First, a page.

Visual Studio productivity features in 2023

Leah Tran

Over the last year, we’ve invested heavily in new capabilities to help Visual Studio developers code more easily. Let’s look back on some of the additions that aim to make your coding experience more productive.

Feature Name Release
Spell Checker 17.5
All-In-One Search 17.5
Markdown 17.5
Brace Pair Colorization 17.6
Sticky Scroll 17.6
Compare Files 17.7
Copy and Trim Indentation 17.7
Case-preserving Find and Replace 17.8
Summary Diff 17.8
Rename suggestions 17.9 Preview 1
All-In-One Search plain text support 17.9 Preview 1

Productivity highlights

Here’s a snapshot of some productivity enhancements that shipped in 2023, ranging from versions 17.5 to 17.8. Unless stated otherwise, all these features are available in C# and C++.

Spell Checker – 17.5 GA

The Spell Checker makes sure your spelling is accurate while preserving the functionality of your code. For more information, see the blog post “Improving the Spell Checker” or the Community Suggestion.

All-In-One Search – 17.5 GA

Find and navigate to Visual Studio menus and options through Feature Search, and files and symbols in your code with Code Search. For more information, see the blog post “All-In-One Search available in 17.6” or the Community Suggestion.

Markdown – 17.5 GA

The Markdown editing experience has gotten better with a live preview of your content and formatting. For more information, see the blog post “Write markdown without leaving Visual Studio” or the Community Suggestion.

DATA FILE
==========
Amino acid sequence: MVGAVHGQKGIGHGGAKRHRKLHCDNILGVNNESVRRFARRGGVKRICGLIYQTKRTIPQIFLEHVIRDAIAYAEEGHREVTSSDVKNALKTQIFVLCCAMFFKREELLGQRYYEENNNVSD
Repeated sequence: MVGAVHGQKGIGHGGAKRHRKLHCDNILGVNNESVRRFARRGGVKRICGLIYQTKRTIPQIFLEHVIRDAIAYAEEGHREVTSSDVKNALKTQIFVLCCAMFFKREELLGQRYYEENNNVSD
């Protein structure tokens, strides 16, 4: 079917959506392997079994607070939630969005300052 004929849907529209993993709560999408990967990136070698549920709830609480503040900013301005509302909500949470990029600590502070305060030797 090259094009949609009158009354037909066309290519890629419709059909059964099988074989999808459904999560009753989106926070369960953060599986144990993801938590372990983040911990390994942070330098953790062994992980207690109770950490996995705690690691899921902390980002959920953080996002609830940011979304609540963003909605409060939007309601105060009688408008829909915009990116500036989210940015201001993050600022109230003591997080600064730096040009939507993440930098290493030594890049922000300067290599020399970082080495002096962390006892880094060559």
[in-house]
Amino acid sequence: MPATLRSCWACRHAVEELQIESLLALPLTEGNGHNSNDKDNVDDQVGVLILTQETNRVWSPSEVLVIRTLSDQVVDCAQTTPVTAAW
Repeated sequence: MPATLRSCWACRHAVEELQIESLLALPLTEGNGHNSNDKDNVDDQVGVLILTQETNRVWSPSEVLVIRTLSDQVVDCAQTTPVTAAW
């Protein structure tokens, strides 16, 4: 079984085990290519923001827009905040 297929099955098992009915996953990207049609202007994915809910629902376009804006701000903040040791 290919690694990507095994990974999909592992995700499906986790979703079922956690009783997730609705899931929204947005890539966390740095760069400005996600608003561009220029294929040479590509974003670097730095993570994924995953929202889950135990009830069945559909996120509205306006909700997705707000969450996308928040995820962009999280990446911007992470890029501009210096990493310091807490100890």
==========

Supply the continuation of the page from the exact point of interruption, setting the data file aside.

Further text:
Brace Pair Colorization – 17.6 GA

Brace Pair Colorization visually distinguishes each set of opening and closing braces for your code, making it easier to see your code’s scope or find any missing braces. For more information, see the blog post “Visual Studio 2022 – 17.6 Now Available” or the Community Suggestion.

Sticky Scroll – 17.6 GA

Stay in the right context with Sticky Scroll, which sticks the relevant headers at the top of the editor so you can easily navigate and understand your codebase. For more information, see the blog post “Sticky Scroll: Stay in the Right Context” or the Community Suggestion.

C++ example

Compare Files – 17.7 GA

With the improved Compare experience in Visual Studio, you can easily see the differences between two files. For more information, see the blog post “New in Visual Studio: Compare Files with Solution Explorer” or the Community Suggestion.

Copy and Trim Indentation – 17.7 GA

When you copy code from Visual Studio, it will format appropriately when you paste it in another application. For more information, see the blog post “Visual Studio 2022 – 17.7 Now Available” or the Community Suggestion.

Case-preserving Find and Replace – 17.8 GA

Replace text without having to worry about different casings by toggling “Preserve case”. For more information, see the blog post “Keep your casing with Case-preserving Find and Replace” or the Community Suggestion.

Summary Diff – 17.8 GA